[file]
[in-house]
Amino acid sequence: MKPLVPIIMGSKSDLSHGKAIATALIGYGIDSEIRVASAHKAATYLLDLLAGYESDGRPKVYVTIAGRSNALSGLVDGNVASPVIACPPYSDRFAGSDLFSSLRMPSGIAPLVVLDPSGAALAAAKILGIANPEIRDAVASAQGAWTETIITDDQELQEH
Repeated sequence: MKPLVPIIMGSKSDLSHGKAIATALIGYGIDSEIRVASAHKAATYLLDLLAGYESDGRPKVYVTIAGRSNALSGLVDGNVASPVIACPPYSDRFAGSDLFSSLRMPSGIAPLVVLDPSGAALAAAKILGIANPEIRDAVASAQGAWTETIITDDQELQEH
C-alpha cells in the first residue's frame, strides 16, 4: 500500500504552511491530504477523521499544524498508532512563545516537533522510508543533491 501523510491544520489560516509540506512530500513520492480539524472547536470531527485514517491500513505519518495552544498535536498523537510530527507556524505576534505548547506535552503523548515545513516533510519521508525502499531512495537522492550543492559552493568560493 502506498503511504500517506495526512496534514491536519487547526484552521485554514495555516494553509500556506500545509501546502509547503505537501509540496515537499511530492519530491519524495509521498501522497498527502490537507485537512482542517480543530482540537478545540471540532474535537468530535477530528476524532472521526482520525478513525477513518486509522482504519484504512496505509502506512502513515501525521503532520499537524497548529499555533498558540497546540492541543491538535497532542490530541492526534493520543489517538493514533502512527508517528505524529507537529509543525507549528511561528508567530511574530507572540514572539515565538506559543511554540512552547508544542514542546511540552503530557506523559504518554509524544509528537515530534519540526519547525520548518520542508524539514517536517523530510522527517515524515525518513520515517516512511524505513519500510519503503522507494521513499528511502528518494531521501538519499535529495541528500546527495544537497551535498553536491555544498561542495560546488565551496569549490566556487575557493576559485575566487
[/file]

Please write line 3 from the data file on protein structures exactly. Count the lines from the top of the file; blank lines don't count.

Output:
Repeated sequence: MKPLVPIIMGSKSDLSHGKAIATALIGYGIDSEIRVASAHKAATYLLDLLAGYESDGRPKVYVTIAGRSNALSGLVDGNVASPVIACPPYSDRFAGSDLFSSLRMPSGIAPLVVLDPSGAALAAAKILGIANPEIRDAVASAQGAWTETIITDDQELQEH